I turned the page in my favorite book, devouring word after word. It was late at night, and the sun would be up soon, but at this point it was no use attempting to sleep. As the characters danced in my mind, I heard faint piano music playing - Beethoven, or Chopin, or something of the sort. The music floated in my head, and the story was rich and beautiful. Reading was a wonderful escape for a person stuck in an unfortunate situation. Living at home was lonely, but I was never truly alone. A good book was the perfect way to keep the voices quiet. I replaced them with the voices of my characters, and I was happy for a little while.
The climax of the song ascended, and the volume grew to a decibel so loud it almost felt real. I closed my book to check my sanity, and though the words and the story were still, the music kept on. The intensity of the piece built, and I recognized the familiar melody.
Two sides of myself argued in my head, debating whether to shut out the music, or to follow the sound. The melody shifted from a sweet, floating, tune to a coarse and intrusive sound. I wouldn’t be able to ignore it even if I tried.
Pulling back my covers and tossing my fear aside, I indulged my curiosity. My room, small and calming, with its walls lined with books and the floor cluttered with clothes, was the only thing standing between me and the song. Just outside of my room rested my piano and a shelf of music I’d never learned how to play. The door protected me for now, but once it was opened, I was subject to whatever - or whomever - was waiting to greet me. I had experience with this sort of thing. How bad could a sweet piano player be? I pushed the door open and stepped out into vulnerability.
There he sat, still and unassuming, plucking away at the keys of my old piano. He was tall, dressed in a nice suit, and played better than I’d ever dreamed. His melody had quieted now, as if to protect my ears. He seemed peaceful.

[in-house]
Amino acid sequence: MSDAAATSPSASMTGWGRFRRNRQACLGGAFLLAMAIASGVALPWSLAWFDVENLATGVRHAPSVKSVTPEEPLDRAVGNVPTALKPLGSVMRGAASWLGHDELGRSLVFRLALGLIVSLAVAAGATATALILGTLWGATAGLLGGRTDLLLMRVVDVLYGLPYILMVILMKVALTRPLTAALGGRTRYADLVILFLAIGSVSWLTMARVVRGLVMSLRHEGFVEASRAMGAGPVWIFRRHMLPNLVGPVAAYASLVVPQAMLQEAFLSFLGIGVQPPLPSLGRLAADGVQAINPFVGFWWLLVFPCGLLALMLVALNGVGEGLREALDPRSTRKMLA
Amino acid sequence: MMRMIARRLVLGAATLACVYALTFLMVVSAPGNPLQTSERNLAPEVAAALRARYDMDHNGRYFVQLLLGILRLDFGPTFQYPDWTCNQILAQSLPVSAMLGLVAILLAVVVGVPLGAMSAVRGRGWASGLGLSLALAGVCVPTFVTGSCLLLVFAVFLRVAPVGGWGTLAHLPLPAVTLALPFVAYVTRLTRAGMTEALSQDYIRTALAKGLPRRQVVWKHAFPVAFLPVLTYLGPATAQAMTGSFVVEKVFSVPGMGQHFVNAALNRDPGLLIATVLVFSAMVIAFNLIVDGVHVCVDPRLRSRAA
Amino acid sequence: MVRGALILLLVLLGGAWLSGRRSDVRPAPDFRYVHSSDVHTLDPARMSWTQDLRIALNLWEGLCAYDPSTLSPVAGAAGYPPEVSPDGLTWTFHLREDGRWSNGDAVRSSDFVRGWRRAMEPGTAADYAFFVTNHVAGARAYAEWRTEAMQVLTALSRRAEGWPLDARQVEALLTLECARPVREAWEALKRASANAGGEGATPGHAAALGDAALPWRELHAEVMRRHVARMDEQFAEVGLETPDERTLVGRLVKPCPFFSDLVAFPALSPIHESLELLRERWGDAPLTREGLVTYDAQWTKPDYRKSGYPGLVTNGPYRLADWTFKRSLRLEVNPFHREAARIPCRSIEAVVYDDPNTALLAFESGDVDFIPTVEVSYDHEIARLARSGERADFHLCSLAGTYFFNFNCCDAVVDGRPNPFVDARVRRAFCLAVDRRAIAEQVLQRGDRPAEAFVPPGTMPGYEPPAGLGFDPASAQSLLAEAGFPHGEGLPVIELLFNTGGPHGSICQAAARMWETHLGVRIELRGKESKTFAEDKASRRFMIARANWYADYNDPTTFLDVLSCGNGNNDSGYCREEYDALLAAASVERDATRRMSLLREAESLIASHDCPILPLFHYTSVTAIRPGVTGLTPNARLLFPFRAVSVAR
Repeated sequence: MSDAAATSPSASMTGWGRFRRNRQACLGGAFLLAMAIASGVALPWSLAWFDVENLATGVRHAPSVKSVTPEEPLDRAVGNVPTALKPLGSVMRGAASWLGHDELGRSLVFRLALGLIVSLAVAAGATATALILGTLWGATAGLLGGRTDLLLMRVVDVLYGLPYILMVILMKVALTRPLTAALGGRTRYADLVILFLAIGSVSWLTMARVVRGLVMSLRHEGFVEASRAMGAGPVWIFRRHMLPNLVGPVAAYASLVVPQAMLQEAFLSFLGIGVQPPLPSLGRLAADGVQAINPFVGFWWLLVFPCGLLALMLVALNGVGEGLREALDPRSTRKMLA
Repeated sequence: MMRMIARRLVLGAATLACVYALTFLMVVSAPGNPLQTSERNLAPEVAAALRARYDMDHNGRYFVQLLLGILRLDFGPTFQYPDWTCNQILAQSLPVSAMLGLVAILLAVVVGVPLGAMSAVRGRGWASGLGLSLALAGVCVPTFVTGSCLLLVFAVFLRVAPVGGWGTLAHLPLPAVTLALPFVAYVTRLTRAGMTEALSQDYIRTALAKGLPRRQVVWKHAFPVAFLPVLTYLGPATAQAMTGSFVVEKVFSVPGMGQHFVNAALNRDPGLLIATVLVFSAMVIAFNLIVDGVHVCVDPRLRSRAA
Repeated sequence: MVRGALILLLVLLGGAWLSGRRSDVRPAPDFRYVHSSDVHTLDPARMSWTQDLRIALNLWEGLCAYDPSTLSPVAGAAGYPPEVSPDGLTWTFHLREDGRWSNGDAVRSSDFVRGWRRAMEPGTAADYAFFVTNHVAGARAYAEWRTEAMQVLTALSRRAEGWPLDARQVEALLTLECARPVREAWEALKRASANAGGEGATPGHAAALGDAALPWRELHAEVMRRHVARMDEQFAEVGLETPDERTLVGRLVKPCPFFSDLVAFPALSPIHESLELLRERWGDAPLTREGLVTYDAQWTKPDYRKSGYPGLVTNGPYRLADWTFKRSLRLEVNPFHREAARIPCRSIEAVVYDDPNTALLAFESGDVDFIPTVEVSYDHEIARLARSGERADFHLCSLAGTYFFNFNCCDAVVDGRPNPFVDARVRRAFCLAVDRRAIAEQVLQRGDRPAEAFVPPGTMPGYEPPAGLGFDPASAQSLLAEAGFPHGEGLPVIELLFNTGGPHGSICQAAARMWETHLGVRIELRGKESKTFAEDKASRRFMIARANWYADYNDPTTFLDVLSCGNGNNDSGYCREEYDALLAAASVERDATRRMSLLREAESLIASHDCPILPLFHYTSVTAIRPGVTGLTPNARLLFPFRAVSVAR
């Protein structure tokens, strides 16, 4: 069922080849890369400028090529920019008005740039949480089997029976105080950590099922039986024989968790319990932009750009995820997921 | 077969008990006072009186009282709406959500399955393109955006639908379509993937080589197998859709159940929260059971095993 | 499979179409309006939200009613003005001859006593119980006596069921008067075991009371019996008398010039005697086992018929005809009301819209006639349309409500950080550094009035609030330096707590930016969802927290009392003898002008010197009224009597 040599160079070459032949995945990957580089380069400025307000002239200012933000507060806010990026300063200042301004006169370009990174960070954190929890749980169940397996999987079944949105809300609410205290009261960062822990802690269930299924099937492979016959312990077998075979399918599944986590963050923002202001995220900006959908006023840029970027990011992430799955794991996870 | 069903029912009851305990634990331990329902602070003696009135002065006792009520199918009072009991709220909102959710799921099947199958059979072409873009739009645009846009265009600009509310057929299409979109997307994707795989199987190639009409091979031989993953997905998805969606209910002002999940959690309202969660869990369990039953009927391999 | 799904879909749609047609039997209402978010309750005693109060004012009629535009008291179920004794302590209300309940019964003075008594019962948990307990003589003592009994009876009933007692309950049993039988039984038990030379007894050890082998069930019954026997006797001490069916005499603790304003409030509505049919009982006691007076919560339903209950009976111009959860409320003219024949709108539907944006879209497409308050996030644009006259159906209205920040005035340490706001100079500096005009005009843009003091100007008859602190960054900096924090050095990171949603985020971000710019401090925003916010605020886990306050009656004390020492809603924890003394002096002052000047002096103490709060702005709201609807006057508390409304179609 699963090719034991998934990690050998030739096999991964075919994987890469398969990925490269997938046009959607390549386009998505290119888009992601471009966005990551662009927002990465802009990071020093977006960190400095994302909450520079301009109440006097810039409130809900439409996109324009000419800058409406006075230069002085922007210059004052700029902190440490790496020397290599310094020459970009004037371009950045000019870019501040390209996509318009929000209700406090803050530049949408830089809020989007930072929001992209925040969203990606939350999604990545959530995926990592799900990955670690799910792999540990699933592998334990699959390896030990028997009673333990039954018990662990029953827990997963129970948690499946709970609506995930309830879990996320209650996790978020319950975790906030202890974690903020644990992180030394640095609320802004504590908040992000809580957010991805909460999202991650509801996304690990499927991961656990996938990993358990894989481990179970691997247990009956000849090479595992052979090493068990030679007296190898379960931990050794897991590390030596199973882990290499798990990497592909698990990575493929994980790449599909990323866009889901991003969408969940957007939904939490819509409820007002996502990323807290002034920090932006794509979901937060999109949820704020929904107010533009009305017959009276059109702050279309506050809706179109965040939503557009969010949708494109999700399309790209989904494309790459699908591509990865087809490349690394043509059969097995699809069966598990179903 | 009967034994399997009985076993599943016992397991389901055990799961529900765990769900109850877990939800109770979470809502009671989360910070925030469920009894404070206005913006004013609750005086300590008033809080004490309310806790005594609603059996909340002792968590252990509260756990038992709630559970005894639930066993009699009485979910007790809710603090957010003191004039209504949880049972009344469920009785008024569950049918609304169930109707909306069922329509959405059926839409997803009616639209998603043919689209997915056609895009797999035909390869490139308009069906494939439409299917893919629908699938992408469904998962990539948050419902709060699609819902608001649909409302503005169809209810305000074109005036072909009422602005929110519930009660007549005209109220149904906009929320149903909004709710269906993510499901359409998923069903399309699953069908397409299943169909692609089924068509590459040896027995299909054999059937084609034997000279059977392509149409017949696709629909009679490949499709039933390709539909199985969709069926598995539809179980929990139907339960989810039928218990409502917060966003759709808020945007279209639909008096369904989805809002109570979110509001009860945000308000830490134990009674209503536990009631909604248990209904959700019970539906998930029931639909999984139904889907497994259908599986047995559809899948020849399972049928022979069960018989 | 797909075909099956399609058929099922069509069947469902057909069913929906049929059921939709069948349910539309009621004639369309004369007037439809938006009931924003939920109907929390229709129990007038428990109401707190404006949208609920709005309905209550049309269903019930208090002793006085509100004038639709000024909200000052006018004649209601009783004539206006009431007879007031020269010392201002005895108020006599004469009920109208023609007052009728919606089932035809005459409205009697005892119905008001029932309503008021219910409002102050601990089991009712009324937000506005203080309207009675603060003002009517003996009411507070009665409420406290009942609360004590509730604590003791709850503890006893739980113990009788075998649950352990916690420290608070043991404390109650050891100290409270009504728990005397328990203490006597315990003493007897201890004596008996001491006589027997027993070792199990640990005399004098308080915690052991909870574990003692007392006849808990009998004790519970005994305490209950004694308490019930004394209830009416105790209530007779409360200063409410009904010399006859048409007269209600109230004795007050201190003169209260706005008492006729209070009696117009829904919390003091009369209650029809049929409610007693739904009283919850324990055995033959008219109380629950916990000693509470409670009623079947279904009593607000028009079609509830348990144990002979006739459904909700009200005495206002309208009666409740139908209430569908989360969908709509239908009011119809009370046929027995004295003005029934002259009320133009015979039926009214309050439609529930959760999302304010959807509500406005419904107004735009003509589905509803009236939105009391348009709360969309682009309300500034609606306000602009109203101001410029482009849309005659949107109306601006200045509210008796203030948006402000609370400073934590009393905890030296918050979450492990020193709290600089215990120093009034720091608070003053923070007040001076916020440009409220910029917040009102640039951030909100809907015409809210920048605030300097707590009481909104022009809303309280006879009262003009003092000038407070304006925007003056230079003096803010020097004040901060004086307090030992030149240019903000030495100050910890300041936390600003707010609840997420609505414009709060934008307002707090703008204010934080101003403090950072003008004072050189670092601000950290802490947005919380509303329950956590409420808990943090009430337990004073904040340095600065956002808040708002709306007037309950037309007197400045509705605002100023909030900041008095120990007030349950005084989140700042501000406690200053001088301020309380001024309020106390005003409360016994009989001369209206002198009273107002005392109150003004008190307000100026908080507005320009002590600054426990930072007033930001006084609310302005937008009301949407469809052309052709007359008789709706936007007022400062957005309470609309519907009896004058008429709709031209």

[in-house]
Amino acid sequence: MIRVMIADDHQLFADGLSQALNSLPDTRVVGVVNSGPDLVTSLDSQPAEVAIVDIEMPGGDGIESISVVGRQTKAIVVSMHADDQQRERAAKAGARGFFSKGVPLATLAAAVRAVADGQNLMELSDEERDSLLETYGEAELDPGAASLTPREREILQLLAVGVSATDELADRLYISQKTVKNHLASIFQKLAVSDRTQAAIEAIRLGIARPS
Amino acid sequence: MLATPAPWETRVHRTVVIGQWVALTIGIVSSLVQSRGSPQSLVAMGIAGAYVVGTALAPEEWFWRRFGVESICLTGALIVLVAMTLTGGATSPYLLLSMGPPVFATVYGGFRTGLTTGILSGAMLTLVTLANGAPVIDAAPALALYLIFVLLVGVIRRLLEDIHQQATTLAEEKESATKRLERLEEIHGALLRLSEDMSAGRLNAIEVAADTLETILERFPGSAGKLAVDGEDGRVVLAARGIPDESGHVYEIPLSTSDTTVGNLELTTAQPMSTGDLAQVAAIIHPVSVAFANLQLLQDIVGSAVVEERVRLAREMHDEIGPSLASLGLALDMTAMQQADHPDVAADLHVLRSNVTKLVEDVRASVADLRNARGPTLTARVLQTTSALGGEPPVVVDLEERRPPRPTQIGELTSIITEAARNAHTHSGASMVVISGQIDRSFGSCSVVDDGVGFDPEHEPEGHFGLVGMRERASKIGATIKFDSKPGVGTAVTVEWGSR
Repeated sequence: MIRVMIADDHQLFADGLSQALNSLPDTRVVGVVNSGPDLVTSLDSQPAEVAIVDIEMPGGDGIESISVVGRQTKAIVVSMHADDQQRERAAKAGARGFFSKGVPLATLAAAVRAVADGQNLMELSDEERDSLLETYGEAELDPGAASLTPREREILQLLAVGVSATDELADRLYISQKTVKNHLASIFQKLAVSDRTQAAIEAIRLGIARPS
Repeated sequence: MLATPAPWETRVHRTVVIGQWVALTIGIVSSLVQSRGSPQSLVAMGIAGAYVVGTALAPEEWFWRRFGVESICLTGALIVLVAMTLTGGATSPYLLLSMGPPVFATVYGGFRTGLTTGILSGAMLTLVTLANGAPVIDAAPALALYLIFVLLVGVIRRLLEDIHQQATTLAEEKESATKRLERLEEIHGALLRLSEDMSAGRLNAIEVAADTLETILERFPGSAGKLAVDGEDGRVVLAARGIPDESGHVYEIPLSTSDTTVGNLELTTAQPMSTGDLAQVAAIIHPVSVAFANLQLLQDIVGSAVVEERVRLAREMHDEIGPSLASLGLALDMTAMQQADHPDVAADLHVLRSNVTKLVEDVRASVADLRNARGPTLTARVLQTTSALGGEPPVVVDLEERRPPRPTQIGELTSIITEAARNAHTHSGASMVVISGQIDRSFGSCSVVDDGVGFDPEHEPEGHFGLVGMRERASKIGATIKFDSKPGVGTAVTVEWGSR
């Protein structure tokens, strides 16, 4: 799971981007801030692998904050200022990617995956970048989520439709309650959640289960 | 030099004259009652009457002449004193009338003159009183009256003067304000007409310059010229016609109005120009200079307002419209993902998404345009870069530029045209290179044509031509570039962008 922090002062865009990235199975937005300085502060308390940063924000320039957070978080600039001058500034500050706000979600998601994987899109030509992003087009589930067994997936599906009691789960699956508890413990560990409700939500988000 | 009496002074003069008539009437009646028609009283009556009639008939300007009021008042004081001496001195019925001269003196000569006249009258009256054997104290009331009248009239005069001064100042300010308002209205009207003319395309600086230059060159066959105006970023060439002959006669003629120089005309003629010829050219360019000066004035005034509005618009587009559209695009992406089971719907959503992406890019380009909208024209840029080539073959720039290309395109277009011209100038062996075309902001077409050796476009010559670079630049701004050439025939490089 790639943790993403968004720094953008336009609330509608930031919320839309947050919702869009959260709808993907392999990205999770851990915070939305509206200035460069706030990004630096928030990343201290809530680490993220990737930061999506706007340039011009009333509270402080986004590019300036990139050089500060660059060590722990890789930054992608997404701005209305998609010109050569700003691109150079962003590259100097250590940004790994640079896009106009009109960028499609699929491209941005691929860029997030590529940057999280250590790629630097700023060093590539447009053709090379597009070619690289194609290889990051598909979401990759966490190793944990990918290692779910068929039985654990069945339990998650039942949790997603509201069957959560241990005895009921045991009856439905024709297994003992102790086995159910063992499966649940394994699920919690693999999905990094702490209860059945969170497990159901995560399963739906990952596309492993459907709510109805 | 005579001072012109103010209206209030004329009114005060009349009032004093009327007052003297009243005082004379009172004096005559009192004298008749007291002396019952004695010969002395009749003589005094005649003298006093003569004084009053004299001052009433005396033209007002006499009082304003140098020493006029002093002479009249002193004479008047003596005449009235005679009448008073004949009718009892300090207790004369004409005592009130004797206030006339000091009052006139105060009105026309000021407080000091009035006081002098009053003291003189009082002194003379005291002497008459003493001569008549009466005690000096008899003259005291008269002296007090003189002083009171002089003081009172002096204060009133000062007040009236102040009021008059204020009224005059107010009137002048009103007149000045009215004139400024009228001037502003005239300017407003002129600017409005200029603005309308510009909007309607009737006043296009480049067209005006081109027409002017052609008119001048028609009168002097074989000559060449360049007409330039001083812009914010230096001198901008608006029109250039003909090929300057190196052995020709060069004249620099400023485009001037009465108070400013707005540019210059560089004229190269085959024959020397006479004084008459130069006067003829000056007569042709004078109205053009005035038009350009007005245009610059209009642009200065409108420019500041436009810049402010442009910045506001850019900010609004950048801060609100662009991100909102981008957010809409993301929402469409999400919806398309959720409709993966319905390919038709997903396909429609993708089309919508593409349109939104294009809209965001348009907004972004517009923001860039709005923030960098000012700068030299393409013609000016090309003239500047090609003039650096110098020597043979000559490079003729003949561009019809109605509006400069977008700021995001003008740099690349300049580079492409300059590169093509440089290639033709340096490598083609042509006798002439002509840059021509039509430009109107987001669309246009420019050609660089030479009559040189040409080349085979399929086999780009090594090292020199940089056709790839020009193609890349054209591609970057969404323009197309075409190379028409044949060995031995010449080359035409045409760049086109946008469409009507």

Even if I’d wanted to speak to him, to tell him I loved his song, I knew it wasn’t likely he would hear. They usually couldn’t hear me. It was rare I could hear them. Still, the urge to compliment him on his rendition of this well-known song was almost overwhelming. I recognized the song coming to an end, and took one step towards him, listening intently. He played softer, and I took another step forward, now straining to hear. When he played the final note, I realized I was standing just over his shoulder.
“That was beautiful sir. Moonlight Sonata by Chopin, is it not?” I asked. His formal attire and his talent for the piano was enchanting.
“Beethoven, ma’am.” He replied politely, placing his fingers back on the yellowed keys.
I’d never heard one of them speak. They never did. They never could. A string of tension shot through the peaceful air, lighting the room with panic. I slowly backed away from the strange man. My bedroom was close by.
“Did you not want to hear my next song, ma’am?” The tall man asked, beginning a new melody. This new song was set in a minor key, and my stomach churned. The way he played the song was more haunting than his slender appearance.
“I didn’t realize you were going to play me another.” I said, willing my voice to stay still and calm. It was then that he let out a short chuckle, and turned his head.
Sunken cheeks, drooping flesh, rotting teeth, and bleeding eyes met my terrified gaze. He stretched his mouth to form a horrid smile, releasing a small spider from his dying jaws.
“Oh ma’am, I’m afraid you’re quite mistaken. I was never playing for you.”
He licked his cracked and bloody lips, tipped his hat, and turned back to the piano. Unable to do anything else, I backed into my room and closed my eyes.
He’s just like the others I begged myself to believe, but deep down, I knew that he was different. The others didn’t talk. They never even showed their face. He's just like the others, I convinced myself. I lay in bed until the sweet lull of piano music and the pace of my heart slowed and I fell asleep.
I awoke the next morning to the tingling feeling of a spider crawling across my nose. Swatting it off and sitting up sharply, my mind returned to the night before. I ran to the piano, but the cover was on and it looked as if it hadn't been touched. Breathing a sigh of relief, I reassured myself. He’s just like the others.
When I walked back into my room, my breath seized and my heart quickened. The wrong side of my double bed was dipped down, as if someone had lain there, and several drops of blood had soaked into the pillow. The sheets on the wrong side were pulled back, laying unmade where a partner should have been. Just next to where I had been sleeping was a single piece of sheet music, tattered, old, and very much real.
Smoothly and softly, the first notes of Beethoven's Moonlight Sonata echoed from my old piano.